Netochka Nezanova was the first attempt of Dostoevsky’s to write a novel. It is also, unfortunately, unfinished.

Netochka is a young girl who grows up in extreme poverty, living with a cold and severe mother, and a step-father who is a failed musician, trying to gain a position he feels he deserves, though falling into alcoholism and debt by failure to do so.

She is adopted later by a wealthy family, though struggles to find her place in the new environment.Becoming friends with their daughter, they are eventually separated.

I really enjoyed the book, and was saddened when finishing it, incomplete as it is. Though it initially took some persistence, once the main characters were introduced, they were developed uniquely and in-depth very quickly. Dostoevsky seems to have an ability to create amazing characters, and force you to feel a certain way about them.


The fact that this is his first novel, to find such talent as available in the incomplete book is something to be mentioned, and envied.

Unfinished books are somewhat sad thing, which leaves the mind wondering what could have been should the author have completed it if they weren’t interrupted by circumstance or death…

Lolita – Vladimir Nabokov (A Book Review and Mini-rant)


‘Lolita’ is the most controversial novel by Vladimir Nabokov, and because of this, his most famous.

The premise is fairly simple from the outset, though upon hearing it, many immediately write off any likelihood of reading the book, so hold on to the end:

H. Humbert is a professor of English in the US. He also has a habit of sitting in the park to watch children – many of whom he fantasizes about. He is also the narrator of this story.

Upon going on holiday, he stays in a house owned by a landlady with a young daughter, revealed in the story by the nickname ‘Lolita’. Humbert slowly begins living at the house with the aim of getting closer to Lolita, and even goes as far as marrying her mother in the hopes of this encouraging more affection from her.

After opportunity arises to runaway with Lolita, Humbert travels across America in this illicit relationship with the young girl.

So bluntly, the story is about a paedophile, written from his perspective. He is completely and obviously unrepentant of this too, and so many come under the impression that the book therefore is written sympathetically towards paedophilia, and that Nabokov himself must have felt this way.

This, in my opinion, is the complete opposite of what the book was intended for, but unfortunately due to many being unwilling to finish (or start) the book without jumping to conclusions, they won’t reach this point:

The book is written from Humbert’s perspective, so in his eyes, this relationship was great: running away with a compliant young girl. The problem is that if the reader reaches the end and can read between the lines, they will see how unbelievably damaging this has been on Lolita: once a likely heiress to a moderate estate, she ends up with nothing due to the actions of this man’s sick and uninhibited desires. She also ends up in essentially abusive relationships, with little consideration of herself. She doesn’t even hold a grudge against Humbert, only taking more of his money due to poverty.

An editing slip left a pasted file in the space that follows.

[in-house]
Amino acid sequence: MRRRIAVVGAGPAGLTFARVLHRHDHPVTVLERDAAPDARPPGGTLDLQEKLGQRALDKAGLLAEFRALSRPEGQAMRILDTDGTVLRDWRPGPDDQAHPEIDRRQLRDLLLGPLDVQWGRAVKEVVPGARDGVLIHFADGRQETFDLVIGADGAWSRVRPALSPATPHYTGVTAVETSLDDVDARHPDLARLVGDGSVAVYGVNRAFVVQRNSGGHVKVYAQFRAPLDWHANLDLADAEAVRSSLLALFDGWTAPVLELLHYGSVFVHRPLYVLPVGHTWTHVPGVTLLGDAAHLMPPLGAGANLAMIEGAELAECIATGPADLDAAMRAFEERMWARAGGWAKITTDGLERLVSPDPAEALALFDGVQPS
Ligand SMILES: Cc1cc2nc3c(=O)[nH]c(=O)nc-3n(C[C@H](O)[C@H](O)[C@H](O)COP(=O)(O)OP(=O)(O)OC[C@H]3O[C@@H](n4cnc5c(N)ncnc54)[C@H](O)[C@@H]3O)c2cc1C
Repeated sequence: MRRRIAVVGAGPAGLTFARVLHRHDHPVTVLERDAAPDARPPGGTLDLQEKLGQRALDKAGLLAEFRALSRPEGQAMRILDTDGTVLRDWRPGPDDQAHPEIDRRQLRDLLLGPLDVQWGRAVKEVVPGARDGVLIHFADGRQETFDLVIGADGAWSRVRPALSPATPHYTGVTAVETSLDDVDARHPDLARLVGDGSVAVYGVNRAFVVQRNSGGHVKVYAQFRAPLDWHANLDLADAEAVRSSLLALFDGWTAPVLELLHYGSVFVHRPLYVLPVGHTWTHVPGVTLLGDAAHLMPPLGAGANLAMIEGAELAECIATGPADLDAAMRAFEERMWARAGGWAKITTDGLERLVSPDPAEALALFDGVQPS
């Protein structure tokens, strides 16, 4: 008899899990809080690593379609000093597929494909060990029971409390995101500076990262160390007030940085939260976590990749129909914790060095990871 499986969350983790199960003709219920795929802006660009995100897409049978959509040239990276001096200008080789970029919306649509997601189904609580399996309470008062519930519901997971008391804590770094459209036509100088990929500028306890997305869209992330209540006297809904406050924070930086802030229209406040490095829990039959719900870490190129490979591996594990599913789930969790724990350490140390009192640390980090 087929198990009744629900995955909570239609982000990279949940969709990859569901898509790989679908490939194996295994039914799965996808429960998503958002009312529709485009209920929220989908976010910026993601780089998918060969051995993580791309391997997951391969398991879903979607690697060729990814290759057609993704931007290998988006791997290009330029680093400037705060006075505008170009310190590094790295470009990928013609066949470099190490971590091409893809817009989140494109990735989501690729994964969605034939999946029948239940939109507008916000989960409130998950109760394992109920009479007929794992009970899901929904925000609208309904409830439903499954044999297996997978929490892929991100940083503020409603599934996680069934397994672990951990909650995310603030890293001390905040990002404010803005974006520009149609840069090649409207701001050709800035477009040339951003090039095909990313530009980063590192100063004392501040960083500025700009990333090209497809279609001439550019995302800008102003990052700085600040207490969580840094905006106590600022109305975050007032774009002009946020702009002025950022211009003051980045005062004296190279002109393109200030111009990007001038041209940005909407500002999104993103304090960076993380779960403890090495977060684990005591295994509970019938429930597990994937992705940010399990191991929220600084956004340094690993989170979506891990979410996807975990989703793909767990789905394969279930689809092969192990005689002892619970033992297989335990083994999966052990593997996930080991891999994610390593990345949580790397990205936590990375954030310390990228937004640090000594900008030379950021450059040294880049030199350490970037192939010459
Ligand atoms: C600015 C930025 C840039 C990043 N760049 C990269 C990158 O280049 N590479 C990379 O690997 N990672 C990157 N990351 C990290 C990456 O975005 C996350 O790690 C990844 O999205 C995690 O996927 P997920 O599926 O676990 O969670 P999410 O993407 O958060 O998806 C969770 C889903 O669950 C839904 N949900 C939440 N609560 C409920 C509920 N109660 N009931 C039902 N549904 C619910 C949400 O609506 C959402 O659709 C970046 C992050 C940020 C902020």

Humbert himself is only driven by jealousy at Lolita’s outcome, and his selfish actions against another only show that he is now and only ever was thinking about himself. Even his love he describes towards the child scream out the actual truth of ‘I’m getting what I want, and therefore I want to keep her’, and is not at all for the betterment of Lolita: and so the ‘love’ is no love at all.

Nabokov himself joked that, upon seeing the poster for the Lolita movie (by Stanley Kubrick) showing a young girl licking an ice lolly, that the director had clearly missed the point.

But we have to appreciate the cleverness of this novel: the completely unlikable narrator who can still keep you reading, to the fact that with Humbert being an English professor he can describe nothing explicitly but only poetically, which lends a necessary level of censorship to the book.

Though not necessarily my favourite book by Nabokov, it certainly had an impact on my view on the value of human life: the suffering of children being a coincidental theme in other books I read at the time certainly spurred me to consider how I viewed those trapped in situations with seemingly no escape, and only as the result of others.

This book is holistic in it’s message and many can’t stomach it, but with perseverance, its certainly worth it for the message it gives between the lines.

The Bees – Laline Paull (Book Review)


“It’s a book set in a hive, where all the characters are bees, except maybe the odd wasp or spider, but all the main ones are bees. And the book is about them doing bee stuff”… and it’s actually quite brilliant.

Flora 717 is born a sanitation worker, the lowest level worker bee in a hive. Her job is to clean up after the other bees, and her life, like all other sanitation bees, is very expendable.

Like all other bees, she loves and is devoted to the Queen; “Accept, Obey, Serve” being somewhat of a mantra to all bees.

But Flora 717 is different, being able to fill more roles than a simple sanitation worker. Despite the resistance of the bees higher up in society, Flora tries to work her way into society, and earn respect for her kin.